Hiking boots because I was digging, bathing suit because it was too darn hot to be digging. The oversized cheesecloth shirt and wide-brimmed witch’s hat offered abundant protection from the tropical sun, but lacked sartorial elegance.
I’m not a gardener. Only a woman who values my privacy.
I spat on the roots of each cane palm as I planted them into their new homes, muttering my own version of a growth spell as I back-filled the holes.
The voice from above startled me, and I dropped my spade.
‘I built here because I see all down the valley.’
I shuddered and pulled tight my flapping shirt and squinted up at the leather-faced neighbour leaning over the fence. He was on a stepladder, leering at me, my fleshy mountains, creased valleys, and rivers of glistening sweat.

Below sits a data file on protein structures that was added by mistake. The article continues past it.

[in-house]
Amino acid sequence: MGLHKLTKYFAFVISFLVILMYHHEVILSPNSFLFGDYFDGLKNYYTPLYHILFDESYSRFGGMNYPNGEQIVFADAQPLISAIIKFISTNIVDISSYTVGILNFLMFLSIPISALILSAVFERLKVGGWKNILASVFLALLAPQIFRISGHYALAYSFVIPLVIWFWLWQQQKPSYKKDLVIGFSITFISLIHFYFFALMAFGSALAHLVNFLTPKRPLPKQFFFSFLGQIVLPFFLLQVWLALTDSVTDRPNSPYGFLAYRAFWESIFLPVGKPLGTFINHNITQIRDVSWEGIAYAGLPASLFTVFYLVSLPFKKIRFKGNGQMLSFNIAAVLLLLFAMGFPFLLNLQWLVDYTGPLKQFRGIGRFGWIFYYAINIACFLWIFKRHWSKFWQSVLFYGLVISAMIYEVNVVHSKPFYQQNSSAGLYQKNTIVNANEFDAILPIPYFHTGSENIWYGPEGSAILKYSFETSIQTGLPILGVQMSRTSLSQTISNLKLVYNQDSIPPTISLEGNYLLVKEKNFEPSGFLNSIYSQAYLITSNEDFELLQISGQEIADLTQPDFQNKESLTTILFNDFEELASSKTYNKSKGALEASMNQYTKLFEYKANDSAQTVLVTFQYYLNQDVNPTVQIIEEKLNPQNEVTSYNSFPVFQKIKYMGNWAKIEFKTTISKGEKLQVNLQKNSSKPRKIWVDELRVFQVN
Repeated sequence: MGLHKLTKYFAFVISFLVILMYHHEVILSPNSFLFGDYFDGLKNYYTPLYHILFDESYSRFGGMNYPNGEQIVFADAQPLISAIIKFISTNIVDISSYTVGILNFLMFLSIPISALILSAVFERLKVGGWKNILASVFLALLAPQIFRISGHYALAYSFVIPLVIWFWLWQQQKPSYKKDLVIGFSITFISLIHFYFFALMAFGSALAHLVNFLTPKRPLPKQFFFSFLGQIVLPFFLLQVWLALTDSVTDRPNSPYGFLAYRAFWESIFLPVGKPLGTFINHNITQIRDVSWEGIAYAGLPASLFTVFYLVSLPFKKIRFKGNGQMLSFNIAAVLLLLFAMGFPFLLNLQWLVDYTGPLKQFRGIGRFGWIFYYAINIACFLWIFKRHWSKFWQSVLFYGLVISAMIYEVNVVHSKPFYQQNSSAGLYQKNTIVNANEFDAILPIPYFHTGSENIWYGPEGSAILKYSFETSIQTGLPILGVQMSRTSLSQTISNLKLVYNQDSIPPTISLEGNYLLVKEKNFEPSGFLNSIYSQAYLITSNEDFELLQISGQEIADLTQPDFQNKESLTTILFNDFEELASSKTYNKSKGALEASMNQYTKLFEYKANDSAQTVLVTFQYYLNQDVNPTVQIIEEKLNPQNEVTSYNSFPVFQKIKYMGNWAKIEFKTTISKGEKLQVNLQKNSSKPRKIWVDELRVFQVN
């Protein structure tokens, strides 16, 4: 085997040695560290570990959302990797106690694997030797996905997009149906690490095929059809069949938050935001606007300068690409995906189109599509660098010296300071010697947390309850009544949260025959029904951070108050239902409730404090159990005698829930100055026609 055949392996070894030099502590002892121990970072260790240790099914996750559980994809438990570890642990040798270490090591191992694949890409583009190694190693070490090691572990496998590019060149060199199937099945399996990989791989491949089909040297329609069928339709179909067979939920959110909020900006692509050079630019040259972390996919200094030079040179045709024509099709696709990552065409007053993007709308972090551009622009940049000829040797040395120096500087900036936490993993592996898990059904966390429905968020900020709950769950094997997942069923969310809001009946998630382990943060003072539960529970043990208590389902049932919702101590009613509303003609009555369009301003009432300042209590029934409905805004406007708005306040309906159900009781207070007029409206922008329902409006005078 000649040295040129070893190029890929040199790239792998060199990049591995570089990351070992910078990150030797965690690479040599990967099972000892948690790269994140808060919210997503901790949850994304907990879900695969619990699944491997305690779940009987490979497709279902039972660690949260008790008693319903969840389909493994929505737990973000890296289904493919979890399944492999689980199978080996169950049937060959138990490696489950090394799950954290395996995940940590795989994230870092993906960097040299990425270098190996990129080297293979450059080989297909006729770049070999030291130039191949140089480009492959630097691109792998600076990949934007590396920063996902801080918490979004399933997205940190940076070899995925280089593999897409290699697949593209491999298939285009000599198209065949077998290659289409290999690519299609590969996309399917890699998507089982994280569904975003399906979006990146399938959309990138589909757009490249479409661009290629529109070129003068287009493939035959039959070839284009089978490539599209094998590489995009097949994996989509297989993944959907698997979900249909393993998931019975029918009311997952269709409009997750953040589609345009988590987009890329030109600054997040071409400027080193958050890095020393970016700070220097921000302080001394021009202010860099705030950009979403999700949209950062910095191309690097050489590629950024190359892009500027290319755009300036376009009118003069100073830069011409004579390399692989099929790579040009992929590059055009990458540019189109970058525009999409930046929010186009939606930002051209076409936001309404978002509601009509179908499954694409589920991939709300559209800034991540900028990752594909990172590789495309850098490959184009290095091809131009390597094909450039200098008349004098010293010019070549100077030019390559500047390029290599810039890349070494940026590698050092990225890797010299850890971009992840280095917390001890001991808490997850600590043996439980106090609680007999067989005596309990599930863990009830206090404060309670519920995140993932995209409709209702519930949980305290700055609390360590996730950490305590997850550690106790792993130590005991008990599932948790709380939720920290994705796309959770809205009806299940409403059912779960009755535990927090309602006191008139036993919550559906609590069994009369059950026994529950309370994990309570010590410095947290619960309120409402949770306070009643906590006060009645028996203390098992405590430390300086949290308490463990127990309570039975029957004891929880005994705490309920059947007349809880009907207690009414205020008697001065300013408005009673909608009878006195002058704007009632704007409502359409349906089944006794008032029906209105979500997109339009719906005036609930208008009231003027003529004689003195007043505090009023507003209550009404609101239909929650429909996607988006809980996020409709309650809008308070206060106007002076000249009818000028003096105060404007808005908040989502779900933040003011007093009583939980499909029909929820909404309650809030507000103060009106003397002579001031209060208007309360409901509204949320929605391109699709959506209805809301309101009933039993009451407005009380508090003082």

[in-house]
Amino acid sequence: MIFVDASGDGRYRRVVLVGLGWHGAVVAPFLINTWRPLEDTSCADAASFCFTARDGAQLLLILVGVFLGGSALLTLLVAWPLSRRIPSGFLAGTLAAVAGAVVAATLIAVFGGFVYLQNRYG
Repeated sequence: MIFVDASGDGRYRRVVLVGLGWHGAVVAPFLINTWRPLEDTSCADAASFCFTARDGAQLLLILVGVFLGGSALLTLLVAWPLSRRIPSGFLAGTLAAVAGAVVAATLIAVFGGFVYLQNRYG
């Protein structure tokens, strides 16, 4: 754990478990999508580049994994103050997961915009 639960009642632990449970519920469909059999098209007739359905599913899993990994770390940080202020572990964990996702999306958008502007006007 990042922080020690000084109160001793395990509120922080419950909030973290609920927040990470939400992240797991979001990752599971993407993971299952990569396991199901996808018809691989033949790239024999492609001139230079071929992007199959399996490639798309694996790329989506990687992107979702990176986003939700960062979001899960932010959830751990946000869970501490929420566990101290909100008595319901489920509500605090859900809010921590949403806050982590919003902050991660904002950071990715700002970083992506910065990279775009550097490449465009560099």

‘I hope you’re not planning to plant anything that’ll block my view.’ His eyes roved as he licked his cracked lips.
The trench wasn’t easy to dig, not in the dry season, not in iron-hard red dirt. Not sure whether I read it, or saw it on the telly, but I had heard blood and bone made excellent fertiliser. The stuff in plastic bags from the hardware store always stank to high heaven, but in a skin sack, it wasn’t too bad.
The wrinkly pervert doesn’t have a view now, but my cane palms are flourishing beyond my wildest expectations.
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